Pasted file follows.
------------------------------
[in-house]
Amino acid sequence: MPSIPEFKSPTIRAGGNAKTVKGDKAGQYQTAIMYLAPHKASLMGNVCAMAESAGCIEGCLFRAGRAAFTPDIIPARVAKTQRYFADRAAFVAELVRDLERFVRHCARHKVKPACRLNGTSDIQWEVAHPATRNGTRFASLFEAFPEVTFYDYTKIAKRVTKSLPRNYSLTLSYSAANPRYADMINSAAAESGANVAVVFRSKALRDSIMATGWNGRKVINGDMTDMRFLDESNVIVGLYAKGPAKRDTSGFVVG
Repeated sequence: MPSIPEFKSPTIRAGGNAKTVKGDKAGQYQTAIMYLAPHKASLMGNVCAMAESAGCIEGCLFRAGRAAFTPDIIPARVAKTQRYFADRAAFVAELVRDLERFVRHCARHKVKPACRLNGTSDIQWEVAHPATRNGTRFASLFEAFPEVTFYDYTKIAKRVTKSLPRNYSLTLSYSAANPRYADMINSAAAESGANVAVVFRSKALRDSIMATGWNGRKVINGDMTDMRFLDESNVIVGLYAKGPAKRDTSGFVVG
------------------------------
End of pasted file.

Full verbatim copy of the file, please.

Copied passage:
[in-house]
Amino acid sequence: MPSIPEFKSPTIRAGGNAKTVKGDKAGQYQTAIMYLAPHKASLMGNVCAMAESAGCIEGCLFRAGRAAFTPDIIPARVAKTQRYFADRAAFVAELVRDLERFVRHCARHKVKPACRLNGTSDIQWEVAHPATRNGTRFASLFEAFPEVTFYDYTKIAKRVTKSLPRNYSLTLSYSAANPRYADMINSAAAESGANVAVVFRSKALRDSIMATGWNGRKVINGDMTDMRFLDESNVIVGLYAKGPAKRDTSGFVVG
Repeated sequence: MPSIPEFKSPTIRAGGNAKTVKGDKAGQYQTAIMYLAPHKASLMGNVCAMAESAGCIEGCLFRAGRAAFTPDIIPARVAKTQRYFADRAAFVAELVRDLERFVRHCARHKVKPACRLNGTSDIQWEVAHPATRNGTRFASLFEAFPEVTFYDYTKIAKRVTKSLPRNYSLTLSYSAANPRYADMINSAAAESGANVAVVFRSKALRDSIMATGWNGRKVINGDMTDMRFLDESNVIVGLYAKGPAKRDTSGFVVG